For me, there's always been something magical about books. They give you the power to transcend reality or to escape into a story and create your own imagery. And there's nothing quite like the smell of the paper and the satisfaction of turning each page through your fingers, perhaps saving your place with a cute cat bookmark. Now that I have a son of my own, the magic continues as I share my favorites with him.
So, I was excited to hear that today is International Children's Book Day. Since 1967, on or around iconic children's author Hans Christian Andersen's birthday, April 2, the International Board on Books for Young People (IBBY) has celebrated the event to inspire a love of reading and call attention to children's books. This year, IBBY Mexico is sponsoring the holiday with the theme of "Once upon a time, there was a story that the whole world told."
I love the idea of books that can transcend culture, endure the test of time, and tell the stories of our heritage. The Woman Who Outshone the Sun by Alejandro Cruz Martinez, a retelling of the Zapotec Mexican legend of a magical earth woman who redirects a river to teach an entire village a lesson about prejudice, fits in nicely with this year's theme. I also plan to revisit a few classics, like Andersen's The Ugly Duckling and The Little Match Girl.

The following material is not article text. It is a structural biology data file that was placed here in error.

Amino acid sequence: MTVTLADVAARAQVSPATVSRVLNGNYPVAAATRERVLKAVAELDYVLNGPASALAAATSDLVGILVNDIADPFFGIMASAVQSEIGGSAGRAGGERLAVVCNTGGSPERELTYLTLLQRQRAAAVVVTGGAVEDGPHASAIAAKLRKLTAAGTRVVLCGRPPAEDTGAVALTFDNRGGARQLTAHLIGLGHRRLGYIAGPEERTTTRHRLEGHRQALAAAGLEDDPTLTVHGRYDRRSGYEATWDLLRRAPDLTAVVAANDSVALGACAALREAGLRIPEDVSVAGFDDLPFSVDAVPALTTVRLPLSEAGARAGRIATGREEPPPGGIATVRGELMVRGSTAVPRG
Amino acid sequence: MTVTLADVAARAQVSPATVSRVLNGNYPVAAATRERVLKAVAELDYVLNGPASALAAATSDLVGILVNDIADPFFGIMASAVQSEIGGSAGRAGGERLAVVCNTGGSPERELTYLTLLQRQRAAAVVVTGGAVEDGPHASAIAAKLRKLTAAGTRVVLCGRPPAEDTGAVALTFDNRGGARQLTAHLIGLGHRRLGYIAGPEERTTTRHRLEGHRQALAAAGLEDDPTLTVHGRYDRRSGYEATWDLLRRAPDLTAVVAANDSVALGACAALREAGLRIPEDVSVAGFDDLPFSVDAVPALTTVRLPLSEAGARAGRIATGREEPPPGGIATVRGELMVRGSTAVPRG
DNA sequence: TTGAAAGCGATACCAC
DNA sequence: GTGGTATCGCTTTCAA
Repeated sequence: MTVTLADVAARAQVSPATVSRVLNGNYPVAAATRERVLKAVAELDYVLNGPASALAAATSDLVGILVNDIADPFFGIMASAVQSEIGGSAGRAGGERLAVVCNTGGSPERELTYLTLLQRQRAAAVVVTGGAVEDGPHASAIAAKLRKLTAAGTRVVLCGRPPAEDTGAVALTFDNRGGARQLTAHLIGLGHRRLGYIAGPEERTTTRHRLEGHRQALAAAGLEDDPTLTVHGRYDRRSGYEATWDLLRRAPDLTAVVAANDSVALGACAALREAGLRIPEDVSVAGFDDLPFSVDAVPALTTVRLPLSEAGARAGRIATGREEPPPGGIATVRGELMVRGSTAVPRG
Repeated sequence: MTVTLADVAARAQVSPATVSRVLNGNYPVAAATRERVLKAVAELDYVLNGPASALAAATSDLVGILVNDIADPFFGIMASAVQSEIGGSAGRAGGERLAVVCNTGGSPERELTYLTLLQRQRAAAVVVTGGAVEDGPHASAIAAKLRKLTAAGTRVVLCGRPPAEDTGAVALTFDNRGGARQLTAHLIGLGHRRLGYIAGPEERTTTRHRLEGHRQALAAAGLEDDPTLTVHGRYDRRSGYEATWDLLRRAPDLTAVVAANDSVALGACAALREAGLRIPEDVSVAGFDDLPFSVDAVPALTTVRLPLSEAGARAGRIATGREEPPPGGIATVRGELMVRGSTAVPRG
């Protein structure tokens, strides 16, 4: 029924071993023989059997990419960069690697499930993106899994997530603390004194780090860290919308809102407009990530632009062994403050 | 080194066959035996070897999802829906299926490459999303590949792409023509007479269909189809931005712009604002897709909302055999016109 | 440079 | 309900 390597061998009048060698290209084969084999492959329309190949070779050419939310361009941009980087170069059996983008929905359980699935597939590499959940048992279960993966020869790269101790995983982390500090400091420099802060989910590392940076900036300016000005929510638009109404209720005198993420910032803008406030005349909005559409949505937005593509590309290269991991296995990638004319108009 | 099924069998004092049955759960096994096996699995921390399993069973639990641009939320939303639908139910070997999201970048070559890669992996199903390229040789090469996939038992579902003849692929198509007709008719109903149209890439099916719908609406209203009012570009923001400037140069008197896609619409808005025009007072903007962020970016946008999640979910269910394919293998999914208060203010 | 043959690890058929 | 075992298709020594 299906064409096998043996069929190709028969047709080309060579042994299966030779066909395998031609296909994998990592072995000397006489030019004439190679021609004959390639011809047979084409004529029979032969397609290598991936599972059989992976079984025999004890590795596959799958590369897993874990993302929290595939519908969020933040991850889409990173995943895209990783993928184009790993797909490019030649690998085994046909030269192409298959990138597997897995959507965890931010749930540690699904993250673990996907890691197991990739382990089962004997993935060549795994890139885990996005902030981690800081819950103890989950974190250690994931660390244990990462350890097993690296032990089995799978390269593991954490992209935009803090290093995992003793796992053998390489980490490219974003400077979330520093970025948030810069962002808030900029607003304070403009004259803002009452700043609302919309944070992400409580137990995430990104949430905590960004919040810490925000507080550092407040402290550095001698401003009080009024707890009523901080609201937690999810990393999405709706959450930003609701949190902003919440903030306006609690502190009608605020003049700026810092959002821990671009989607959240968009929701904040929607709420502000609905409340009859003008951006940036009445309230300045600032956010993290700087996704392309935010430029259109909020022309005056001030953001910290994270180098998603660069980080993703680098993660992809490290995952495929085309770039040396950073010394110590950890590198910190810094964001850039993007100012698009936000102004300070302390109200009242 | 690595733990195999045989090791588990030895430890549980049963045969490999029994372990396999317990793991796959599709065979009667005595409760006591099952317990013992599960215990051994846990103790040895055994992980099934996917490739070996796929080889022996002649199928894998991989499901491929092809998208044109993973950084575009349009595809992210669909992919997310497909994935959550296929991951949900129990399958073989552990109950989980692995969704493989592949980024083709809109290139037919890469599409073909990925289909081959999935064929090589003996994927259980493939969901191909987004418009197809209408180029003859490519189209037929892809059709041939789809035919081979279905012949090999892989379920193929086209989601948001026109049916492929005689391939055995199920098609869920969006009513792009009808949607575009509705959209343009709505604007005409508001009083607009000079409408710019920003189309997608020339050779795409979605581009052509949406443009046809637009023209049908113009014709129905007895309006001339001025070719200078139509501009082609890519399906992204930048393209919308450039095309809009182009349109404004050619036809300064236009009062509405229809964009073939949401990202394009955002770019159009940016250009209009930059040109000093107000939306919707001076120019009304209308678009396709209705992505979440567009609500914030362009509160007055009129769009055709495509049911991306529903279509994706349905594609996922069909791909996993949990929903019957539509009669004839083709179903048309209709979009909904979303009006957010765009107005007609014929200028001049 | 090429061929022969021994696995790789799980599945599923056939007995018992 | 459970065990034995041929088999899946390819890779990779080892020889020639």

Also, in honor of the little-known holiday, I've been thinking about the stories which resonated with me as a child. My family always took great pride in our Swedish ancestry, and the stories of Kirsten from the American Girl series felt like they were written just for me. As I read each book in the series, compiled in this paperback boxed set, I was able to picture myself in her place as a Swedish girl on the Minnesota frontier, eating saffron Lucia buns, lutevisk and lingonberries. Similarly, Meet Josefina, an American Girl tells the story of a young Hispanic girl whose family holds to their Mexican traditions while adjusting to an unfamiliar home in New Mexico.
But this holiday isn't just about remembering old favorites and classics. Over the past few days, I've also been on the hunt for some new written treasures, and Fables by Arnold Lobel caught my eye. This 1981 Caldecott Medal winner reinvents the classic fable, using animals to illustrate new moral tales. Raven: A Trickster Tale from the Pacific Northwest retells the ancient story of a Native American raven who finds a way to bring light back to the world and features vibrant watercolor illustrations.
If you or your children prefer to read books electronically, search for old and new favorites on this refurbished Barnes & Noble 16GB NOOK Tablet, which is offered for a limited time at the exclusive price of $199. This NOOK will hold a virtual library of kids' books.
Whatever your choice of medium, be sure to revisit a well-loved story today -- and share it with someone else. What are some of your favorite children's classics? Which stories have been passed down from generation to generation in your family?